Today we hear the story of Aadab, a Taliban widow whose life was marked by violence and uncertainty. Through escape, she found a different meaning to the idea of “new life.”
Imagine being married to a Taliban fighter — a man of terrifying rapport and horrible violence, a global enemy. This was the dark reality for Aadab*, whose normal life was full of instability and governed by a harsh, twisted morality. Even essential things like family were overtaken. Through her husband, loyalty to the clan was enforced over loyalty to her own children.
One fateful day, after the violence came to her own doorstep, Aadab was left alone with two young children, no husband… and an opportunity to change her life.
On that day, she realized her family’s safety would only be found in escape.
Along with many others fleeing hostility in their home countries, she chose to risk her family’s life to the the danger of an inflatable raft journey captained by rough smugglers. Jammed in a tiny raft with many others seeking the same fate, Aadab fled her war-torn home with her children to seek a better life.
When Aadab arrived in Greece, the smugglers immediately demanded payment, though she had no money.
Yet God had a plan for her. In order to work off her debt, Aadab joined a group of women who met to learn how to make and sell bags. This happened to be led by an Muslim-background immigrant named Parisa, whose Christian ministry in Athens teaches not only crochet but the Bible.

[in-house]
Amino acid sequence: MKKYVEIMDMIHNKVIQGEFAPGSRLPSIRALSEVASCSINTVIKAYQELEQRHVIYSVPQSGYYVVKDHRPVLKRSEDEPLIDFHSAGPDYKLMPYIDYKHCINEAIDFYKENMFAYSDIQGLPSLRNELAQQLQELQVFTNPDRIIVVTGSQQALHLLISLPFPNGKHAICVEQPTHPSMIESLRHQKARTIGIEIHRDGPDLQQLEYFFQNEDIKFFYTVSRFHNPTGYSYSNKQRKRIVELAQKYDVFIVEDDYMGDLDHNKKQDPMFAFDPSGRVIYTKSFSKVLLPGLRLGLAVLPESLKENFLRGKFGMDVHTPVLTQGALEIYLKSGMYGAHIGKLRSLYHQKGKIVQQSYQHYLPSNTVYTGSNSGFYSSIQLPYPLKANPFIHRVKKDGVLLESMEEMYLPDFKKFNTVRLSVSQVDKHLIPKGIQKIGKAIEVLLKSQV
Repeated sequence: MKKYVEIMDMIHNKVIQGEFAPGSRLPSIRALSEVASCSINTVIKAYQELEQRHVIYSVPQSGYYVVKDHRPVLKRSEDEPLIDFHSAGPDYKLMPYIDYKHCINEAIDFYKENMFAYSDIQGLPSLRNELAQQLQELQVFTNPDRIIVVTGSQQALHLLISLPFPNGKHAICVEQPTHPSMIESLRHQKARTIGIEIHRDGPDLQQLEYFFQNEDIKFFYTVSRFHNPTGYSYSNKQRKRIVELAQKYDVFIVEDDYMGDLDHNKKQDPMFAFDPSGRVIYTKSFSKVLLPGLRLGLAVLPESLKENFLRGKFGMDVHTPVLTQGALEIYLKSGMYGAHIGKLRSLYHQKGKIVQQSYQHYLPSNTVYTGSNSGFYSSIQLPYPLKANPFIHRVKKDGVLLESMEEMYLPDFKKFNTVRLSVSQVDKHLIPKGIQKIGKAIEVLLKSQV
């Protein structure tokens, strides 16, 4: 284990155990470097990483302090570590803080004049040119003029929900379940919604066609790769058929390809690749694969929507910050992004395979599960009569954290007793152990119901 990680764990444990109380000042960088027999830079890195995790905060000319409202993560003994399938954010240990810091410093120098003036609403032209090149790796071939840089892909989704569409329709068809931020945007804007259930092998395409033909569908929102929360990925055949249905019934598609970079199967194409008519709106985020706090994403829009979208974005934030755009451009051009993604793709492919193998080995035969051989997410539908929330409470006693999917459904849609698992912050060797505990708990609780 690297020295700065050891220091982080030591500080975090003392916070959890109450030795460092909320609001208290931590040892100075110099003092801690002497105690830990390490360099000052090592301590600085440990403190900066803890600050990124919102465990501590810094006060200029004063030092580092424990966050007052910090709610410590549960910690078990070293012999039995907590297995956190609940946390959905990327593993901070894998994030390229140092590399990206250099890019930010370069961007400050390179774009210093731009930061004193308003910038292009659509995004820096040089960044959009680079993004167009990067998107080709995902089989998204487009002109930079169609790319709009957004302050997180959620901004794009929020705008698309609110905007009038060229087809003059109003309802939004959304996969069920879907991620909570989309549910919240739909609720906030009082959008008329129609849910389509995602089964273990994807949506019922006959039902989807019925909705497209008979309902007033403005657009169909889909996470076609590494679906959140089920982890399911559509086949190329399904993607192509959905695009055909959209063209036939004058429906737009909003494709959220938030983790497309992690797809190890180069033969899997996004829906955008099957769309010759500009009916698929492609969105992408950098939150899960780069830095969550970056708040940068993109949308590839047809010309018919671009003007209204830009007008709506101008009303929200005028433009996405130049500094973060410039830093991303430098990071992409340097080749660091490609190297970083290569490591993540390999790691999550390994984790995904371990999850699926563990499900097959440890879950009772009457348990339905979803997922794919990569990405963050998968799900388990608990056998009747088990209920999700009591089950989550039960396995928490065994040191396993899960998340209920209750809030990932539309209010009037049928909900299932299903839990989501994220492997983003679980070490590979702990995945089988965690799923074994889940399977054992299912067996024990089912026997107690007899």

Aadab was captivated with the woman who sat with them and talked about God like she knew Him. She was still, resolute and peaceful in a city deep in financial crisis and swarmed with desperate people.
Aadab had never seen such peace in the midst of deep waters. Her whole life had been heartbreak. She wondered what it would be like to feel hope, to feel safe. Spellbound by Parisa and by the glow of her hope, Aadab approached her one day.
“Tell me why you, in the middle of this destruction, feel no turmoil? Why is your heart light?”
Parisa then told her about Jesus and the adoption into His family that the Father offers because of Jesus’ sacrifice on the cross. Aadab had never felt like she was part of a family, but she wanted what Parisa clearly had: belonging. Parisa talked to Jesus not as a prophet, but as a Savior.
Aadab left Greece, continuing further into Europe. But the words “new life” came with different meaning now. She left the Middle East in pursuit of a new life in Europe. She found it in ways she had never expected.
By workers with GEM
*Name changed for security reasons